Clueless in the Kitchen: New Survey Reveals Young Americans' Biggest Kitchen Conundrums

How are America's young people doing in the kitchen? Do they understand basic food preparation and safety? A national survey sponsored by the Plastics Division of the American Chemistry Council
reveals that while most 18-34 year olds have some concept of proper kitchen protocol, there are distinct gaps in their knowledge.

The survey, conducted by national research firm StrategyOne, questioned 539 young adults on their everyday kitchen habits, including biggest kitchen mysteries and general knowledge of food safety. 

"Whether they're heading off to college, setting up their first apartment or starting a family, many young adults are unsure of how to store food properly and may be unknowingly taking risks that could lead to food-borne illnesses," said Patty Enneking, Managing Director of the Plastics Division of the American Chemistry Council. 

Biggest kitchen mysteries
– Of the 539 young Americans (18-34 year olds) surveyed:

  • One third (35%) say "how long can I keep and use leftovers?" is the single biggest  kitchen mystery
  • When asked about freezer storage, 32% say knowing "what to store food in to prevent freezer burn" is the biggest mystery

Survey says sizeable percentages of young adults commit classic kitchen don'ts –
For example:

  • Leave food out on the counter to defrost (28%)
  • Store leftover food in the refrigerator uncovered (16%)
  • Microwave food in containers designed for cold food storage only (18%)

But the good news is
…young adults demonstrated that they understand a few cardinal rules of food safety, storage and heating:

  • Store food in an airtight plastic container (78%)
  • Heat food in containers purchased specifically for microwave use (52%)
  • Read the container label for instructions on proper use (44%)

When all else fails, ask Mom.

Moms reign over all other sources, including the product's label, as the most trusted resource for food preparation and storage advice. The younger end of the spectrum, 18-24 year olds are more likely to ask their moms for help (46%) compared to 28% of those aged 25-34.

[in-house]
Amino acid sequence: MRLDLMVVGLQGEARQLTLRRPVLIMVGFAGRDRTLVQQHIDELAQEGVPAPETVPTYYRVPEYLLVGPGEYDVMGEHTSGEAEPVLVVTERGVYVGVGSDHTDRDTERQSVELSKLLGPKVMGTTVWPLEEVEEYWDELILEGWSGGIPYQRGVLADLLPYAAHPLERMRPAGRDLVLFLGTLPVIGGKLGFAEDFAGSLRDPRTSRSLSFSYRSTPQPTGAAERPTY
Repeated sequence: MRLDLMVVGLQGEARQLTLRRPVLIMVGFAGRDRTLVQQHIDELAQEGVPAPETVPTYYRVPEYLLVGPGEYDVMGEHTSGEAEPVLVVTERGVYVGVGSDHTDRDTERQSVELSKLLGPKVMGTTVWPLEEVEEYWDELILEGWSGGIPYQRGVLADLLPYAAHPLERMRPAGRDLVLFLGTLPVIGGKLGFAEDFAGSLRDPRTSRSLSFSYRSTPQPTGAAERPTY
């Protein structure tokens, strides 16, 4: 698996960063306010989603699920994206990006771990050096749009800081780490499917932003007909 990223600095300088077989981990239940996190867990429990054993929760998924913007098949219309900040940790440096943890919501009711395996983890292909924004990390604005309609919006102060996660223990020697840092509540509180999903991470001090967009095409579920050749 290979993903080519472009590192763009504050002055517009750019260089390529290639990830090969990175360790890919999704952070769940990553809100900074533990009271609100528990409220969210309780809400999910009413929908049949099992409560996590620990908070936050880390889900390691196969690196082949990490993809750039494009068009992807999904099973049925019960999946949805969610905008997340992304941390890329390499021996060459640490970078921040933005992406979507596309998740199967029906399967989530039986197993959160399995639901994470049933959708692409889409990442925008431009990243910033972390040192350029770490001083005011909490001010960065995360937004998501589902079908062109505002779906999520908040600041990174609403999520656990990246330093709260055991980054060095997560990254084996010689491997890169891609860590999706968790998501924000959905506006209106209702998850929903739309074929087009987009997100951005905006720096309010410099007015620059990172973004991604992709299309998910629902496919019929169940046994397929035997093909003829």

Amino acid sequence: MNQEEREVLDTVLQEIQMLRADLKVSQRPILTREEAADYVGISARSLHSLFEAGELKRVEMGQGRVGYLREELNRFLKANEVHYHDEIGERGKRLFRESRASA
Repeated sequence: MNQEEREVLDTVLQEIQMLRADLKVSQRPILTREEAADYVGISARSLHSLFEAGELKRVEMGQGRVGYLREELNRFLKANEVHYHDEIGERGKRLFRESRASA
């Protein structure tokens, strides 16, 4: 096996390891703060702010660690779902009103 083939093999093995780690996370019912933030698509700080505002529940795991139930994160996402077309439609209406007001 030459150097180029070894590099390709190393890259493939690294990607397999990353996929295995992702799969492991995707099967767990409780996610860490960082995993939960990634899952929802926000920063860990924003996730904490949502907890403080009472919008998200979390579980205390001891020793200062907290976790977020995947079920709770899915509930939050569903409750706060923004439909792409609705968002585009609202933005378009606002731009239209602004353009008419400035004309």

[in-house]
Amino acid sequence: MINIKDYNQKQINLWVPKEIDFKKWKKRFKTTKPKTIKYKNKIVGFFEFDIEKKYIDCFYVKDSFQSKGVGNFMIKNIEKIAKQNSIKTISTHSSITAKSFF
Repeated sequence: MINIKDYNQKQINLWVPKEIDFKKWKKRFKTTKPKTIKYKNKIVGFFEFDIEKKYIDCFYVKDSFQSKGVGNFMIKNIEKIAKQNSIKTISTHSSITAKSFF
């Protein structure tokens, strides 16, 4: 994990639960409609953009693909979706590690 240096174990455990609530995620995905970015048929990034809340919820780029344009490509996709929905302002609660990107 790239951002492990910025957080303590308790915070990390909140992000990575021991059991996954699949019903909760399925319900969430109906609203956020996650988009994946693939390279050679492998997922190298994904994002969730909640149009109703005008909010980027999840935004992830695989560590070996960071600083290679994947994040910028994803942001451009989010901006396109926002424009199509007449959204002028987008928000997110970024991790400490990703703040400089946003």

Simple Solutions to Fight Food Disasters

"Being smart in the kitchen really boils down to having the right tools and knowing how to use them properly," said Enneking.  “Fortunately, many everyday food storage and heating dilemmas can be solved by following the directions on a product’s label and investing in a set of plastic containers designed for use in the microwave, freezer and dishwasher." 


The Plastics Division of the American Chemistry Council offers these basic storage and heating tips:

  • Divide leftovers into convenient, single-serving sizes and store in the refrigerator or freezer within two hours after cooking. 
  • Store leftovers in airtight containers or sealable bags that are designed for use in the freezer and microwave to save time on preparation and cleanup.
  • Adopt the “First In, First Out” system so food is eaten before it spoils.
  • Never leave food out to defrost at room temperature. Either allow it to defrost in the refrigerator or follow microwave defrosting guidelines.
  • Cover food loosely with plastic wrap when microwaving to help food heat evenly, retain moisture and prevent splatter.  Be careful when removing hot food from the microwave and always check the packaging label for instructions.  Most manufacturers recommend peeling back one corner to allow steam to escape.
  • After use, dispose of one-time-use plastic trays and containers provided with microwaveable meals and always use as directed.



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